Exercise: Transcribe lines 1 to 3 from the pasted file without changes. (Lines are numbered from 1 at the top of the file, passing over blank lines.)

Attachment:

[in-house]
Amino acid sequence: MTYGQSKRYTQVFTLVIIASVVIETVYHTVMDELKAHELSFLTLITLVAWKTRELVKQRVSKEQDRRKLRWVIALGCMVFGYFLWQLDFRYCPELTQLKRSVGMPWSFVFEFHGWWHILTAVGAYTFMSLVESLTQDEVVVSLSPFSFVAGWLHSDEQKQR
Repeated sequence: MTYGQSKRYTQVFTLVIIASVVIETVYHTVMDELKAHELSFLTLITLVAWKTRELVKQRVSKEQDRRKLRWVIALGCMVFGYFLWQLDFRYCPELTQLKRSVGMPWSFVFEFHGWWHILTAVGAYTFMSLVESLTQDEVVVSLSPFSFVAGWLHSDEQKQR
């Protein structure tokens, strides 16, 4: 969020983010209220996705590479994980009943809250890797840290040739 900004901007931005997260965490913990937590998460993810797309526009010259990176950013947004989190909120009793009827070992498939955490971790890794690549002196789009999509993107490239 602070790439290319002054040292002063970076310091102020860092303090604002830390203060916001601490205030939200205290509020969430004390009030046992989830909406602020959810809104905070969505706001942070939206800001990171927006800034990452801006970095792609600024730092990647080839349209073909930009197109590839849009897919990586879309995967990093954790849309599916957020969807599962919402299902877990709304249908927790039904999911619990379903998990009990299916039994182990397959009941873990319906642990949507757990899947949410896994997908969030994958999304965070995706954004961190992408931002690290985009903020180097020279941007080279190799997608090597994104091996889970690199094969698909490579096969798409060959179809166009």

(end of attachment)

[in-house]
Amino acid sequence: MTYGQSKRYTQVFTLVIIASVVIETVYHTVMDELKAHELSFLTLITLVAWKTRELVKQRVSKEQDRRKLRWVIALGCMVFGYFLWQLDFRYCPELTQLKRSVGMPWSFVFEFHGWWHILTAVGAYTFMSLVESLTQDEVVVSLSPFSFVAGWLHSDEQKQR
Repeated sequence: MTYGQSKRYTQVFTLVIIASVVIETVYHTVMDELKAHELSFLTLITLVAWKTRELVKQRVSKEQDRRKLRWVIALGCMVFGYFLWQLDFRYCPELTQLKRSVGMPWSFVFEFHGWWHILTAVGAYTFMSLVESLTQDEVVVSLSPFSFVAGWLHSDEQKQR